The thrilling first book in a YA fantasy trilogy for fans of Red Queen. In a world where social prestige derives from a trifecta of blood, money, and magic, one girl has the ability to break the spell that holds the social order in place.
Sixteen-year-old Anna Arden is barred from society by a defect of blood. Though her family is part of the Luminate, powerful users of magic, she is Barren, unable to perform the simplest spells. Anna would do anything to belong. But her fate takes another course when, after inadvertently breaking her sister’s debutante spell—an important chance for a highborn young woman to show her prowess with magic—Anna finds herself exiled to her family’s once powerful but now crumbling native Hungary.
Her life might well be over.
In Hungary, Anna discovers that nothing is quite as it seems. Not the people around her, from her aloof cousin Noémi to the fierce and handsome Romani Gábor. Not the society she’s known all her life, for discontent with the Luminate is sweeping the land. And not her lack of magic. Isolated from the only world she cares about, Anna still can’t seem to stop herself from breaking spells.
As rebellion spreads across the region, Anna’s unique ability becomes the catalyst everyone is seeking. In the company of nobles, revolutionaries, and Romanies, Anna must choose: deny her unique power and cling to the life she’s always wanted, or embrace her ability and change that world forever.
Description taken from Goodreads. I received an advance copy of this book, to be published March 28th, 2017, via the publisher in exchange for an honest review. These opinions are my own.
These sentiments have been echoed by previous reviewers, but all I can say is what happened? I’m honestly not quite sure what to make of Blood Rose Rebellion. I was expecting much more from it, but it ended up falling short in every aspect. If you want to know what I’m talking about, imagine The Crown’s Game… without the game and the rich world. Or The Young Elites, except all the characters have been stripped of their personalities. Other titles that have been mentioned include Red Queen and Shadow & Bone, both of which I can definitely see in the novel. (Les Misérables was also mentioned, but I’m ignoring that because Les Mis is one of my favorite books, and I can’t see the likeness at all.)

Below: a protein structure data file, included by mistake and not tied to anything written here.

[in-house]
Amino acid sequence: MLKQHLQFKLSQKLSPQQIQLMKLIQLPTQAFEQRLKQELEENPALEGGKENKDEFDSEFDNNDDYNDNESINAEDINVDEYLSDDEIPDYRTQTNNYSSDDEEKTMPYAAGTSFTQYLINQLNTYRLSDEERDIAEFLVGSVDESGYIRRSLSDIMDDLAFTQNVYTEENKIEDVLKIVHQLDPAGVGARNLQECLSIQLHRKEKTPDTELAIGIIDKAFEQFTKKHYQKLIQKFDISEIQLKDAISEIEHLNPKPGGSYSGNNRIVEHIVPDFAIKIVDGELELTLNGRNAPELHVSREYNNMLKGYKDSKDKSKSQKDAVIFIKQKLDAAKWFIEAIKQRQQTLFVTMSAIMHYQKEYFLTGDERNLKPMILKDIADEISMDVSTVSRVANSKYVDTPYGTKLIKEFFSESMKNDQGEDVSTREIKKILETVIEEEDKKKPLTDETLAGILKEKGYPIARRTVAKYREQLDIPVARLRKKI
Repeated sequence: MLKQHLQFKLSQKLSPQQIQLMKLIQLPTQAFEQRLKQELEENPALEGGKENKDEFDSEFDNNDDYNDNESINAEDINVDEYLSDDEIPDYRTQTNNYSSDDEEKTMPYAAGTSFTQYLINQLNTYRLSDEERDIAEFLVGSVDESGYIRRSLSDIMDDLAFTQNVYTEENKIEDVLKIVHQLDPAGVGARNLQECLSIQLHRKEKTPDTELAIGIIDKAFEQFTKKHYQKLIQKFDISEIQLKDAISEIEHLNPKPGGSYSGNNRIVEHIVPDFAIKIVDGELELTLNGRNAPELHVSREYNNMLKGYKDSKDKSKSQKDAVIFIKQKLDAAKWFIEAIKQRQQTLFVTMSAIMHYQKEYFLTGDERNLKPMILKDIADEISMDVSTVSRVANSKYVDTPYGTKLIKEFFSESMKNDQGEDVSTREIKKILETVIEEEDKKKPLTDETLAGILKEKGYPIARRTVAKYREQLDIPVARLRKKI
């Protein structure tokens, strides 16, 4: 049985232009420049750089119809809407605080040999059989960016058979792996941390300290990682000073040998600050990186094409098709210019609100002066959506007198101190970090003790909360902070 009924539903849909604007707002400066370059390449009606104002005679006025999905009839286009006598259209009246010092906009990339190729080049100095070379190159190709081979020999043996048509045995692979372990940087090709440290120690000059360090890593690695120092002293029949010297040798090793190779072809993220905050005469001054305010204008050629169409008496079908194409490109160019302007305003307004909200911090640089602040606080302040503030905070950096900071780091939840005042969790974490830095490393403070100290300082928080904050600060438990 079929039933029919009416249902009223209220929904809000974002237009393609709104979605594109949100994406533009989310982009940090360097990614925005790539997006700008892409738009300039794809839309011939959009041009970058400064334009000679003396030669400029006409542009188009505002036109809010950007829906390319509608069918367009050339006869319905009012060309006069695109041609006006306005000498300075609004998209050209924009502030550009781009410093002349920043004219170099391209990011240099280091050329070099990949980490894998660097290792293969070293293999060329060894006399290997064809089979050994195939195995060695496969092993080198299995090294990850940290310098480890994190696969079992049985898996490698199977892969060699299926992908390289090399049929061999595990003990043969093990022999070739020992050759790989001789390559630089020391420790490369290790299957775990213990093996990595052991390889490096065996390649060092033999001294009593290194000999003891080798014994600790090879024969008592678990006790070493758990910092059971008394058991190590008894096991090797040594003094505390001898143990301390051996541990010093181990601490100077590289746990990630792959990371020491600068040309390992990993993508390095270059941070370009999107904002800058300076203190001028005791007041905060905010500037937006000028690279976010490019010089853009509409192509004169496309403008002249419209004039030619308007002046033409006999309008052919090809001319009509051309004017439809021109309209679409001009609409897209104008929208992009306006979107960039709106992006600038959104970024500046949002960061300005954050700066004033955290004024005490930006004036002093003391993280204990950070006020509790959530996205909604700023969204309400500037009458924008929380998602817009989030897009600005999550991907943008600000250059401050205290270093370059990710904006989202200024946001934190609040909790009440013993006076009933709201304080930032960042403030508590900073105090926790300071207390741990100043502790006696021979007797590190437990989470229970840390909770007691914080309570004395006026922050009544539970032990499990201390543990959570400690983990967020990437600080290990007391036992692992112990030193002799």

The long and short of it is that there are so many books that do these concepts better than Blood Rose Rebellion, and life isn’t long enough to read everything. You should read the books that do it best, and unfortunately, that’s not this one.
The main reason for that was the plot and writing. Nothing happens. The pacing is slow, the plot is dry, and there’s only about one paragraph per page that’s consequential. And when things did happen, I couldn’t bring myself to care about the characters.
Maybe it’s just me, but I wasn’t particularly partial to Anna. Her narration made me feel like I was on the outside looking in, and she was really immature. The story opens with Anna ruining her sister’s one shot at happiness because of petty jealousy. In the beginning, I was excited by this because I thought that the story may go the way of The Young Elites, but everything felt off. Anna didn’t have any of the fire of Adelina, and any momentum that was built up was quickly burned down by descriptions of the awkward world-building.
Historical fiction and magic is, well, magical when it’s done well, but I wasn’t consciously aware that this was historical fiction until Anna really got into Hungary, made friends, and started poking around. There were some nice passages in here that were very well-researched, but other than the names and some words, nothing felt distinctly Hungarian. For those of you who have read The Crown’s Game, I think we’d all agree that the story felt distinctly Russian, from the descriptions of the food to the architecture to the characters. Other novels feel distinctly French or Victorian or Chinese, but I didn’t get that here.
Overall, I wouldn’t recommend this one. I wanted to enjoy it, but I’m not sure what it was trying to achieve. There are some incredible novels out there with similar premises, and I would recommend those instead. If you’re looking less for the action/adventure and fantasy of this novel and more for the historical fiction of Blood Rose Rebellion, I would recommend Kerri Maniscalco’s Stalking Jack the Ripper, Kiersten White’s And I Darken, Monica Hesse’s Girl in the Blue Coat, and any of the books on this list. Kiersten White’s Illusions of Fate isn’t historical fiction, but I think it’s also a good fit for this one.